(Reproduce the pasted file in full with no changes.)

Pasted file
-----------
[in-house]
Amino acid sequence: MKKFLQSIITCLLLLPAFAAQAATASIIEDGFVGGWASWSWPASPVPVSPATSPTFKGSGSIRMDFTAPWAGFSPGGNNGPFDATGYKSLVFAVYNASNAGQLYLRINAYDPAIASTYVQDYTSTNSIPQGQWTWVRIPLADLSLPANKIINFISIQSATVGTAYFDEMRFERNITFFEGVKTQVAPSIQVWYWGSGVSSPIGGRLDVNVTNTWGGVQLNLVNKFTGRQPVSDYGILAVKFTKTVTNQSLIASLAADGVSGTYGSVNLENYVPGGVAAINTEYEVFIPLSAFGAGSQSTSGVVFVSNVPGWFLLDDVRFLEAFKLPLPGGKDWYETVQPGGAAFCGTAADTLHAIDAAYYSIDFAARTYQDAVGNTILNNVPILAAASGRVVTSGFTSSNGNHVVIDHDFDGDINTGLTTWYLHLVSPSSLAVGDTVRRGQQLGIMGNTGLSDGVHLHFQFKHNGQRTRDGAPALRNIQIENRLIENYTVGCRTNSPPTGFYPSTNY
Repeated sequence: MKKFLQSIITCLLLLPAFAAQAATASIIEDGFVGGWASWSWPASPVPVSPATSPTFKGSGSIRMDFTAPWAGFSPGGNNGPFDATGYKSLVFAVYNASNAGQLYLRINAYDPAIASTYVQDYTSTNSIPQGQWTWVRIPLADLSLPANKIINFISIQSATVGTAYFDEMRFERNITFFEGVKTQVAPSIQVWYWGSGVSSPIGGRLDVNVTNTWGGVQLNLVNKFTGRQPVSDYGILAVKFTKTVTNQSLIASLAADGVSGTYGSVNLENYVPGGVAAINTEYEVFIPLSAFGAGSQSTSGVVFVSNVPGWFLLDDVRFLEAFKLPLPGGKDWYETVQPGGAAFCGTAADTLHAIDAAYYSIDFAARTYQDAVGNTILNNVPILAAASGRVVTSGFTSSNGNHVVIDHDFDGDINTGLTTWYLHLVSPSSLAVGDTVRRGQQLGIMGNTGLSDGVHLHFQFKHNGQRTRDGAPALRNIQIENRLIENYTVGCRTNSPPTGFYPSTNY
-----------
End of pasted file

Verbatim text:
[in-house]
Amino acid sequence: MKKFLQSIITCLLLLPAFAAQAATASIIEDGFVGGWASWSWPASPVPVSPATSPTFKGSGSIRMDFTAPWAGFSPGGNNGPFDATGYKSLVFAVYNASNAGQLYLRINAYDPAIASTYVQDYTSTNSIPQGQWTWVRIPLADLSLPANKIINFISIQSATVGTAYFDEMRFERNITFFEGVKTQVAPSIQVWYWGSGVSSPIGGRLDVNVTNTWGGVQLNLVNKFTGRQPVSDYGILAVKFTKTVTNQSLIASLAADGVSGTYGSVNLENYVPGGVAAINTEYEVFIPLSAFGAGSQSTSGVVFVSNVPGWFLLDDVRFLEAFKLPLPGGKDWYETVQPGGAAFCGTAADTLHAIDAAYYSIDFAARTYQDAVGNTILNNVPILAAASGRVVTSGFTSSNGNHVVIDHDFDGDINTGLTTWYLHLVSPSSLAVGDTVRRGQQLGIMGNTGLSDGVHLHFQFKHNGQRTRDGAPALRNIQIENRLIENYTVGCRTNSPPTGFYPSTNY
Repeated sequence: MKKFLQSIITCLLLLPAFAAQAATASIIEDGFVGGWASWSWPASPVPVSPATSPTFKGSGSIRMDFTAPWAGFSPGGNNGPFDATGYKSLVFAVYNASNAGQLYLRINAYDPAIASTYVQDYTSTNSIPQGQWTWVRIPLADLSLPANKIINFISIQSATVGTAYFDEMRFERNITFFEGVKTQVAPSIQVWYWGSGVSSPIGGRLDVNVTNTWGGVQLNLVNKFTGRQPVSDYGILAVKFTKTVTNQSLIASLAADGVSGTYGSVNLENYVPGGVAAINTEYEVFIPLSAFGAGSQSTSGVVFVSNVPGWFLLDDVRFLEAFKLPLPGGKDWYETVQPGGAAFCGTAADTLHAIDAAYYSIDFAARTYQDAVGNTILNNVPILAAASGRVVTSGFTSSNGNHVVIDHDFDGDINTGLTTWYLHLVSPSSLAVGDTVRRGQQLGIMGNTGLSDGVHLHFQFKHNGQRTRDGAPALRNIQIENRLIENYTVGCRTNSPPTGFYPSTNY